Entertainment: Plenty to do but you had better be able to take care of yourself. The usual bridge, lectures, crafts and bingo during the day. A whole room full of computers for classes and keeping in touch. The evening show started at ten, a little late after three huge meals and all that wine. No expense spared on sets and costumes. Troupe was young and energetic but a bit stiff. Comic was hilarious, magician unfortunate. Was nice being able to order a ginger ale without digging out charge card.
Tipping: No tipping and they mean it. You would rarely have the same waiter twice. They got genuinely annoyed when you asked to sit in a certain waiter's station. Didn't see our stewardess the last evening or morning. Would have liked to have said goodbye. The management said we had already been charged the equivalent of their tips and that they receive it in their salary. Not having to shell out the obligatory 15% each time you order a drink was nice. We were told not to tip the stevedores because the company hired them from the city for the day and they were well paid. However, when the fellow piled our bags on his dolly and asked about tips for the porters, I paid.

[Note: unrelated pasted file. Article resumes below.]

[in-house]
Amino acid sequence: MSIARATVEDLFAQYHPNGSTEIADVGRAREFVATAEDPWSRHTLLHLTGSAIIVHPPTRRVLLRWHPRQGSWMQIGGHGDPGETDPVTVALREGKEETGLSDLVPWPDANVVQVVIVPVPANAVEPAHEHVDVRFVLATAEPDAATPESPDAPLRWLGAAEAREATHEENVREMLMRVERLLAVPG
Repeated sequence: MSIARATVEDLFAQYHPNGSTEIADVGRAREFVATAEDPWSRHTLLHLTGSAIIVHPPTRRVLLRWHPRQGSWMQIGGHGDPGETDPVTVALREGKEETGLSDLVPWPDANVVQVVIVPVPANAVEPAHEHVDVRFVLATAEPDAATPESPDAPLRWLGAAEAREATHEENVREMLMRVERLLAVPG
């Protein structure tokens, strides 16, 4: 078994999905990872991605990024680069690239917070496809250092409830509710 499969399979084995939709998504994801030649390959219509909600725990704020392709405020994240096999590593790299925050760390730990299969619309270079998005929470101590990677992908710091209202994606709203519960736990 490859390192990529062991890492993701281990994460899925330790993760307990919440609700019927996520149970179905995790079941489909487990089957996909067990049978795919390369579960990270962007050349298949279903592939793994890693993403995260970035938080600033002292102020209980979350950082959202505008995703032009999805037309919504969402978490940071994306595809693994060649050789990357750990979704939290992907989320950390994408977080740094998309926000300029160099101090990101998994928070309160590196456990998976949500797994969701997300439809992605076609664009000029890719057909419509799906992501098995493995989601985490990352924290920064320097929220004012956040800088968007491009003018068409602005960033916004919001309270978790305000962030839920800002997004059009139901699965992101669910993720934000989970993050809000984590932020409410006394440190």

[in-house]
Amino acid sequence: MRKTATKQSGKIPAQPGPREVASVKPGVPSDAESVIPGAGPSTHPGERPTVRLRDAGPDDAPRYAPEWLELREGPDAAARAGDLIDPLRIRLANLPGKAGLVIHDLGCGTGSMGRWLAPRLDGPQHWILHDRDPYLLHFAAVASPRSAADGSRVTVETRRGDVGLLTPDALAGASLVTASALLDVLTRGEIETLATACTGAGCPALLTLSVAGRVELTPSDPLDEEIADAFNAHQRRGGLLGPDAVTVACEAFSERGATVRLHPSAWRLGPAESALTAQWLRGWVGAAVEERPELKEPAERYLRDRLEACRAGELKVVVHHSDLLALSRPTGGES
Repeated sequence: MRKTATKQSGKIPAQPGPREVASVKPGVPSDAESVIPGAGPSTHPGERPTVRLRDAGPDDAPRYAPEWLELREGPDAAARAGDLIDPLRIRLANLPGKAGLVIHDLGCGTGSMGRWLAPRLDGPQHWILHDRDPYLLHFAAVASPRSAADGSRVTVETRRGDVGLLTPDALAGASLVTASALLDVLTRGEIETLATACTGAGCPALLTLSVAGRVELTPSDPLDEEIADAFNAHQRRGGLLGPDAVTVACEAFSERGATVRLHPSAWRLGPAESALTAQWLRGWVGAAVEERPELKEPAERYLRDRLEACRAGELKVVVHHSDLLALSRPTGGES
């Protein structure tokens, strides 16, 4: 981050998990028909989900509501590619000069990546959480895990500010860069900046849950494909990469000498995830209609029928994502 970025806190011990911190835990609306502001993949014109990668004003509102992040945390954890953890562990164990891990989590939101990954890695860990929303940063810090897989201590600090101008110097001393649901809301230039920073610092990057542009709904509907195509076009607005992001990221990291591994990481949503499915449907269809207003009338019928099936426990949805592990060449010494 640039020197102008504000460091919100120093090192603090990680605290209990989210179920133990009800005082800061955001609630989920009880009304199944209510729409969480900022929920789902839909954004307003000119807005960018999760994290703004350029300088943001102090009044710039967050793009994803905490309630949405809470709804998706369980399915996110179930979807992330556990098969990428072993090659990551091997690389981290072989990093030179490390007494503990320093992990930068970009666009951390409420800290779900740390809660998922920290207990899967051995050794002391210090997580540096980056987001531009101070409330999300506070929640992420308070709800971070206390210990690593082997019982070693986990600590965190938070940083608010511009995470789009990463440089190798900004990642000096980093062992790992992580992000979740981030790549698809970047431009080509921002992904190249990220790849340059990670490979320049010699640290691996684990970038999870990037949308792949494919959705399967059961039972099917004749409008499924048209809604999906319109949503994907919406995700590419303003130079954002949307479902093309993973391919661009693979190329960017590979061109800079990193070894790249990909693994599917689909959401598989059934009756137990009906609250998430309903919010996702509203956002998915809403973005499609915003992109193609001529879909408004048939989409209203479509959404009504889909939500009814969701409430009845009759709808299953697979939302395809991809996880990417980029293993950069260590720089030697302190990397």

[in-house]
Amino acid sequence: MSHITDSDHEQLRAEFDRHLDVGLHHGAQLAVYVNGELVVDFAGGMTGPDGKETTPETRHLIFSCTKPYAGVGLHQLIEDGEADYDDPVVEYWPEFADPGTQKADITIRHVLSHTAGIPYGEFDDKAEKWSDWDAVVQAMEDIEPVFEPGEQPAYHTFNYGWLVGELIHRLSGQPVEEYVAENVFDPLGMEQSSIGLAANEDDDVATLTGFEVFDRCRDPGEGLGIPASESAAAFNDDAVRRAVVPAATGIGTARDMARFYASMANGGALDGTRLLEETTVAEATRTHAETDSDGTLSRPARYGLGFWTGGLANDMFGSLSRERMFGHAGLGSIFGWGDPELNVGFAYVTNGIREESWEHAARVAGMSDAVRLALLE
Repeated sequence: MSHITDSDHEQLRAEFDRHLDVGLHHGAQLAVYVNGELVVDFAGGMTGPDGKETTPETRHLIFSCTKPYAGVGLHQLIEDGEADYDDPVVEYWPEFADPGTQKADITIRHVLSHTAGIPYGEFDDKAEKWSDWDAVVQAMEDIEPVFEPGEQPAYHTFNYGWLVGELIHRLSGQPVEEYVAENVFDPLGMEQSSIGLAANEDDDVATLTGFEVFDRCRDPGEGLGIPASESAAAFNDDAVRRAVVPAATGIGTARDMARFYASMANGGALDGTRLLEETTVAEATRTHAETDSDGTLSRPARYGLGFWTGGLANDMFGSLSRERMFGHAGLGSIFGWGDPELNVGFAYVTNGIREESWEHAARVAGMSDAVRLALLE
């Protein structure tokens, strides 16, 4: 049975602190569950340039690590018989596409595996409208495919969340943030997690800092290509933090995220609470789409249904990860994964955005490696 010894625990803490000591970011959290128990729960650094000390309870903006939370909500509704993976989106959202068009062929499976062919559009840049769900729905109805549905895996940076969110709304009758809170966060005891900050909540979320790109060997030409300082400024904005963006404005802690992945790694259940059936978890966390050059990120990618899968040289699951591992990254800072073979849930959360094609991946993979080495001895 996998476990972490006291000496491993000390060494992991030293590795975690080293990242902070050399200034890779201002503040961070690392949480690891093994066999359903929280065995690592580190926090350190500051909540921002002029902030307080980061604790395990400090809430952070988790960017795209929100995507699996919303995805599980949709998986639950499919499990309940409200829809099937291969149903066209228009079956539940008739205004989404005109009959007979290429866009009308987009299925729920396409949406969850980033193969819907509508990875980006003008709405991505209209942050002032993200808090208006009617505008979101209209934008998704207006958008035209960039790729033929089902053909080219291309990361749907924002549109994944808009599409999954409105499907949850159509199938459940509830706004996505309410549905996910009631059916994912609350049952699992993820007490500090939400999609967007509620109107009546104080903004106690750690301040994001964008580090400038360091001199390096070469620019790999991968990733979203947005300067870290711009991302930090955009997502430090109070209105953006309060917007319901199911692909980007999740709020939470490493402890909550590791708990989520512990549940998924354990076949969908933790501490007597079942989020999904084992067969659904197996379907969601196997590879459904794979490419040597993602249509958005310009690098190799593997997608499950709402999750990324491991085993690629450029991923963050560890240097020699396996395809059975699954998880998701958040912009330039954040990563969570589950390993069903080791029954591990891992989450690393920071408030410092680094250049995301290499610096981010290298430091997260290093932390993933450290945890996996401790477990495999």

The ship: Again, as you said, no vibration, anywhere, anytime. No propeller shaft. The drive system is essentially two 8,500 horse power electric trolling motors suspended beneath the hull. No rudders. A retired ship's master and I exhausted the second officer's English so he called the captain, who is most enthusiastic about his new toy. The bridge is 22nd century, the nav system, GPS (which doesn't translate in French) and autopilot are totally integrated. Other ships say they are, however........ One lady, being booked on this summer's Alaska cruise, demanded to know how the system was going to detect whales and ice bergs. But, seamanship consists of punching in where you want to go and what time you want to be there, and then sit back and let it do its thing. The captain thought it impertinent when I opined what would happen to the electric motors when the shaft seals inevitably leaked, and when the pods got sheared off on an uncharted rock. Little old lady said she was sure the captain had spare pods. The captain looked pained. But, he can spin the pods 360 degrees and turn the ship on a dime. With bow thruster, moving out from the pier sideways was possible.